Qualitative Methods in Politics and International Relations - POLI7020

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Module delivery information

Location Term Level1 Credits (ECTS)2 Current Convenor3 2023 to 2024
Autumn Term 7 20 (10) Oybek Madiyev checkmark-circle


This module covers various methods of collecting, analysing and interpreting qualitative data used in politics and international relations research. The aim of the module is for students to gain familiarity with a range of qualitative research techniques and to grasp the challenges of gathering and understanding data and producing new knowledge through qualitative research. Students will be taught about a number of methods including document analysis, interviewing, ethnography, discourse and narrative analysis. Students will have the opportunity to gain practical research experience in interviewing and document analysis and learn how to approach the analysis of data collected in these ways in the context of politics/IR projects.


Contact hours

Total contact hours: 22
Private study hours: 178
Total study hours: 200


The module is compulsory for students on the 'research methods' pathway of one of the School of Politics and International Relations’ MA programmes or on the School’s PhD programme. The module is optional for other masters’ level students across the university.

Method of assessment

Document Analysis, 2,500 words (50%)
Interviewing, 2,500 words (50%)

Reassessment methods: 100% coursework

Indicative reading

Reading list (Indicative list, current at time of publication. Reading lists will be published annually)

Bleiker, R. (2018) Visual Global Politics. Routledge

Bryman, A. (2004) Social Research Methods, Oxford: Oxford University Press.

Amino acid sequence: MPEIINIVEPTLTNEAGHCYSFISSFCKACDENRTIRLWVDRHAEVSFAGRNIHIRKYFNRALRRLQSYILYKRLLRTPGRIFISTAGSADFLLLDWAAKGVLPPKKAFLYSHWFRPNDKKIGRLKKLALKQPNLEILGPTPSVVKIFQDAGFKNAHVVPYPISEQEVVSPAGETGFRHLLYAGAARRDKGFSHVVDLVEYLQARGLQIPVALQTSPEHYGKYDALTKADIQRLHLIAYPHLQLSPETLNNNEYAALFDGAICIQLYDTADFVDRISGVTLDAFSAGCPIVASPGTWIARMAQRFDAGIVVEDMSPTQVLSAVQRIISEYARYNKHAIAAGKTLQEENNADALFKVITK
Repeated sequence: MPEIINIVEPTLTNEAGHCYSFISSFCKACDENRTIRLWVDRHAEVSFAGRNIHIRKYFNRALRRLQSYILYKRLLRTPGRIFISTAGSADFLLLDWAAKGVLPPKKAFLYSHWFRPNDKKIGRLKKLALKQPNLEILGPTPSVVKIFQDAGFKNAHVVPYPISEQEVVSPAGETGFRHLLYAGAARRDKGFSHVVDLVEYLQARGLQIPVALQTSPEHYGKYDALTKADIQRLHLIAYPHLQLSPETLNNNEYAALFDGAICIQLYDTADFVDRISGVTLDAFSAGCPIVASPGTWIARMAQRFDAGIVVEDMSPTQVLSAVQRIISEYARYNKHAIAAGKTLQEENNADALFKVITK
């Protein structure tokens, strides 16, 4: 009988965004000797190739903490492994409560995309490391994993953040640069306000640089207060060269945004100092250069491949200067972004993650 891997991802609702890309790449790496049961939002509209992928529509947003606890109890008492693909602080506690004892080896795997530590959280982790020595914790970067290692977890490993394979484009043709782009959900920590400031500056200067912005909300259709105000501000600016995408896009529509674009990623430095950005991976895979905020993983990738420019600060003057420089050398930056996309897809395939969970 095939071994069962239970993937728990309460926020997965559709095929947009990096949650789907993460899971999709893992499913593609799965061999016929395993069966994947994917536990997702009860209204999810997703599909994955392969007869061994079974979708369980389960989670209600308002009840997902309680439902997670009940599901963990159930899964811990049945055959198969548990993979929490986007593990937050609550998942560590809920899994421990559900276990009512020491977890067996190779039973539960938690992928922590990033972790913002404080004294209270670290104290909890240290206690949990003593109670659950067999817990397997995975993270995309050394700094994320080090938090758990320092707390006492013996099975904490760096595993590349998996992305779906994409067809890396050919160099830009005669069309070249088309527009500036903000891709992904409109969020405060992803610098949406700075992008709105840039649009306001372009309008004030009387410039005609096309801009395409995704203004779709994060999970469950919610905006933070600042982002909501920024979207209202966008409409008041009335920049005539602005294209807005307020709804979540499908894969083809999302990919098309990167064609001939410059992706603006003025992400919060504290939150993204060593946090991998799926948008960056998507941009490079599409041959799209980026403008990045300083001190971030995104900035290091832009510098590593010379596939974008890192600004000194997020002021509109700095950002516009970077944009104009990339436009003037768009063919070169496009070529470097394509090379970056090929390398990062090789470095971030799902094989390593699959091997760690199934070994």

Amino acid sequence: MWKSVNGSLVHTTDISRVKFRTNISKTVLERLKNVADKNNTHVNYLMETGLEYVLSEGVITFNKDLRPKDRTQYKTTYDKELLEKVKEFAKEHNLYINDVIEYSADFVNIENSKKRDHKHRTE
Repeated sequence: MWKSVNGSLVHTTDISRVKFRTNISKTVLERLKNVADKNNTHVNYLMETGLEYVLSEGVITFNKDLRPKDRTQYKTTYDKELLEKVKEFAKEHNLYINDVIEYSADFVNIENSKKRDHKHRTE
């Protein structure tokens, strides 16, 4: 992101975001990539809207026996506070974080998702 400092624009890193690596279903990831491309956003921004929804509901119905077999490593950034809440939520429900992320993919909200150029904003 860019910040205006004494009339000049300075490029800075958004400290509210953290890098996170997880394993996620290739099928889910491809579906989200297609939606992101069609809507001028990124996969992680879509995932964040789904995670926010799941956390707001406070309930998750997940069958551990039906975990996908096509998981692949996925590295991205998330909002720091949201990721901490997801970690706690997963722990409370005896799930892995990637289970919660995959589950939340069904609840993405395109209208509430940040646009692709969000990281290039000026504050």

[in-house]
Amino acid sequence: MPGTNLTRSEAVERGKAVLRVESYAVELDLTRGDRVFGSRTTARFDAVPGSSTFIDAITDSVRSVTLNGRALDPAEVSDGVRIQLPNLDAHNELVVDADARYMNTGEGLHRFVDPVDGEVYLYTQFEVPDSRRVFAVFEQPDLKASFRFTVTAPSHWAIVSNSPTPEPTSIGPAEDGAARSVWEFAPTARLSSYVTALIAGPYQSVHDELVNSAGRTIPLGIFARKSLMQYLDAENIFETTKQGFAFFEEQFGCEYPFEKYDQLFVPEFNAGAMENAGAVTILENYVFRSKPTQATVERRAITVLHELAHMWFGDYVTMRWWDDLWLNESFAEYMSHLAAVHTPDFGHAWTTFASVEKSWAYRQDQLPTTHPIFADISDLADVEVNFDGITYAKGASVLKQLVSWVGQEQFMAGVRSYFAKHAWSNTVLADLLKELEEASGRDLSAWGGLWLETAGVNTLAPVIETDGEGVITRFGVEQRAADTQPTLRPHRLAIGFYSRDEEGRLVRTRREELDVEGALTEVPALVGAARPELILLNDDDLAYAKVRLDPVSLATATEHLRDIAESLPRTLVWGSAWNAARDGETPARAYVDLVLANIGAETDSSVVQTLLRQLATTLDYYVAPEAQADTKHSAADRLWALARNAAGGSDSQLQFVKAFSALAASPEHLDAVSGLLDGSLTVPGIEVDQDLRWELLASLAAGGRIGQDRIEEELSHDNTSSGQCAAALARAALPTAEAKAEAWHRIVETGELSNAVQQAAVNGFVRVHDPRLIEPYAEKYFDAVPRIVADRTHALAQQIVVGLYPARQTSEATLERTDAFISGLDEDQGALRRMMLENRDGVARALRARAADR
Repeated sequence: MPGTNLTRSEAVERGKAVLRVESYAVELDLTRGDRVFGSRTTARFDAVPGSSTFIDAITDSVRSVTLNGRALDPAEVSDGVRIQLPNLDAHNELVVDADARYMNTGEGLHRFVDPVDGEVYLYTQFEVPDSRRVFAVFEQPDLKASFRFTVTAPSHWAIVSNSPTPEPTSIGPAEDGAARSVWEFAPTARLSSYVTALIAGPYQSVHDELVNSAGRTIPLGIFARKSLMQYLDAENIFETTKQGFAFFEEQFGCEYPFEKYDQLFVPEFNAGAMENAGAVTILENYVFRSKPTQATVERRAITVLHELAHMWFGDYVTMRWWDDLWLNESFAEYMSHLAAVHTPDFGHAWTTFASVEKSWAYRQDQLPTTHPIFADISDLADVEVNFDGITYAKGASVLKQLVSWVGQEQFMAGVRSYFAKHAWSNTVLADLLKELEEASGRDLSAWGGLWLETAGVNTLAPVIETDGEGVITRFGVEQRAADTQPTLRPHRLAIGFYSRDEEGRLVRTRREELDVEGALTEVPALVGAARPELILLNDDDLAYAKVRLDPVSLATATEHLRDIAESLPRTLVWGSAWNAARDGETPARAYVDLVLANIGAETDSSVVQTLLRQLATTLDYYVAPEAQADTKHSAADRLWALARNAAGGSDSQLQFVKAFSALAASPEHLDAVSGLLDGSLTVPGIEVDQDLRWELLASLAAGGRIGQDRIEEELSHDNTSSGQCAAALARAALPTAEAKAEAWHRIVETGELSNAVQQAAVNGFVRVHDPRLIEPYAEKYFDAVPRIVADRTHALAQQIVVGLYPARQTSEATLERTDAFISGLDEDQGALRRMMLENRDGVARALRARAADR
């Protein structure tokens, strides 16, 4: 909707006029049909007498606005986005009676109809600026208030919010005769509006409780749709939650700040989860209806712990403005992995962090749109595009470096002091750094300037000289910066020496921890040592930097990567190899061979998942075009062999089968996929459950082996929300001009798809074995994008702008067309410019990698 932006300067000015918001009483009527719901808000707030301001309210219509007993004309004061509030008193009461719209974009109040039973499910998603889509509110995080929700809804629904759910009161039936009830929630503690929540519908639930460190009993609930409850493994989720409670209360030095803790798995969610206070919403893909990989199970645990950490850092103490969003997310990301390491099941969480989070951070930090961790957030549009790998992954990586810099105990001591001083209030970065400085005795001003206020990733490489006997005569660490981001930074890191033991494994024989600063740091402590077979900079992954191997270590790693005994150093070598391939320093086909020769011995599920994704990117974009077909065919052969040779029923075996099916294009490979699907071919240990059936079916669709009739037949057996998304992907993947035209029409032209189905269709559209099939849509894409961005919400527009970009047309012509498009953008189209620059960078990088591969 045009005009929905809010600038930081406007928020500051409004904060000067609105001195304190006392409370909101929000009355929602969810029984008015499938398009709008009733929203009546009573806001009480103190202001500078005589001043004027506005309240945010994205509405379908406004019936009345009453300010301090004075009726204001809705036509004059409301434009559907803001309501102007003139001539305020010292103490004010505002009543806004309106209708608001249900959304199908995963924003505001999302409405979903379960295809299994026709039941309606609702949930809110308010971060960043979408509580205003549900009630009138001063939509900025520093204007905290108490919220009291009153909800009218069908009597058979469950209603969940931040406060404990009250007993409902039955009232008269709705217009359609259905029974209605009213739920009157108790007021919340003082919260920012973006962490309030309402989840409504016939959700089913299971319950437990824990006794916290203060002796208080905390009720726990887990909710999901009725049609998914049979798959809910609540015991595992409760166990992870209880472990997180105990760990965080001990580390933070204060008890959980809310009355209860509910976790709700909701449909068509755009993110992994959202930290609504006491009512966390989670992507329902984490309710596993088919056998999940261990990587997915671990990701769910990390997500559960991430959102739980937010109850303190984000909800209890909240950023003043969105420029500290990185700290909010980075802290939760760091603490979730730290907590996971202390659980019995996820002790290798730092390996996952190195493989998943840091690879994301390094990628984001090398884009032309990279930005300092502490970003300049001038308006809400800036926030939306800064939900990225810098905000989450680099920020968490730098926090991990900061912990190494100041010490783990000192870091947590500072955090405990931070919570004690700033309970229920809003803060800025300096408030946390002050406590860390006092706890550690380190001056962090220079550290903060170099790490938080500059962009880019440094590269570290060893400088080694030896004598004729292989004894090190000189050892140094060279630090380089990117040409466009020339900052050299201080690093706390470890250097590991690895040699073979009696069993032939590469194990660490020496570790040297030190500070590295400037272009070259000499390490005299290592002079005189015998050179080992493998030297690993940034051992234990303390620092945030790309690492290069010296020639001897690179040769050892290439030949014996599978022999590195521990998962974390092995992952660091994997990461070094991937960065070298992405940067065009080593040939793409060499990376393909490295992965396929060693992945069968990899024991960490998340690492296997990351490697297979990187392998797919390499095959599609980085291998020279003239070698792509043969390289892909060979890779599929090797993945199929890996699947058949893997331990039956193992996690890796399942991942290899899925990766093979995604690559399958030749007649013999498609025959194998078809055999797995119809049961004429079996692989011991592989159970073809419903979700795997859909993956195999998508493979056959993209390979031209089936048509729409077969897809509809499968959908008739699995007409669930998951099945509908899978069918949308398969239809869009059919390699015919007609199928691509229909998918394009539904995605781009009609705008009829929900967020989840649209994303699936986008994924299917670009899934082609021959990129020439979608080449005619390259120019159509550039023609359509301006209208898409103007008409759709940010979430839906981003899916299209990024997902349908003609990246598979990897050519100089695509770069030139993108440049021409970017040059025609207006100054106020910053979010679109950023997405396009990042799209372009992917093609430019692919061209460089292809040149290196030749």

Hesse-Bibber, S. N. & Leavy, P. (2010, 2nd edition) The Practice of Qualitative Research, London: Sage.

Hollway, W. and Jefferson, T. (2000) Doing Qualitative Research Differently, London: Sage.

Klotz, A & Prakash, D. (eds) (2008) Qualitative Methods in International Relations: A Pluralist Guide. Basingstoke: Palgrave.

Kvale, S. (1996) Interviews: An Introduction to Qualitative Research Interviewing. Thousand Oaks, CA et al.: Sage

Mason, J. (2002, 2nd edition) Qualitative Researching, London: Sage.

Rose, G. (2014, 4th edition) Visual Methodologies: An Introduction to the Interpretation of Visual Materials.

See the library reading list for this module (Canterbury)

Learning outcomes

The intended subject specific learning outcomes. On successfully completing the module students will be able to:

8.1 Identify and critically analyse different epistemological approaches used within politics/international relations .

8.2 Identify and evaluate the strengths/weaknesses of qualitative methods commonly used in politics/international relations, and to evaluate their role and qualities in comparison to other methodologies.

8.3 Understand at a detailed level the principal techniques of qualitative data collection and analysis in politics/international relations, know when it is appropriate to use them and be able to assess their strengths and weaknesses.

8.4 Critically evaluate qualitative analyses they encounter in the subject literature.

8.5 Deploy a range of qualitative techniques effectively.

8.6 Present their research results in a form acceptable for publication.

The intended generic learning outcomes. On successfully completing the module students will be able to:

9.1: Work with theoretical knowledge at the forefront of their discipline

9.2: Have a comprehensive and applied understanding of qualitative methods and methodologies

9.3: Undertake analysis of complex, incomplete or contradictory areas of knowledge

9.4: Identify and solve complex problems in qualitative research.

9.5: Be reflective and self-critical in their research work including demonstrating awareness of advantages and challenges of research choices made

9.6: Engage in oral and written academic and professional communication with others, demonstrating a high level of skill in analysing and presenting scholarly information in the appropriate form

9.7: Demonstrate independent learning ability required for continuing professional development


  1. Credit level 7. Undergraduate or postgraduate masters level module.
  2. ECTS credits are recognised throughout the EU and allow you to transfer credit easily from one university to another.
  3. The named convenor is the convenor for the current academic session.
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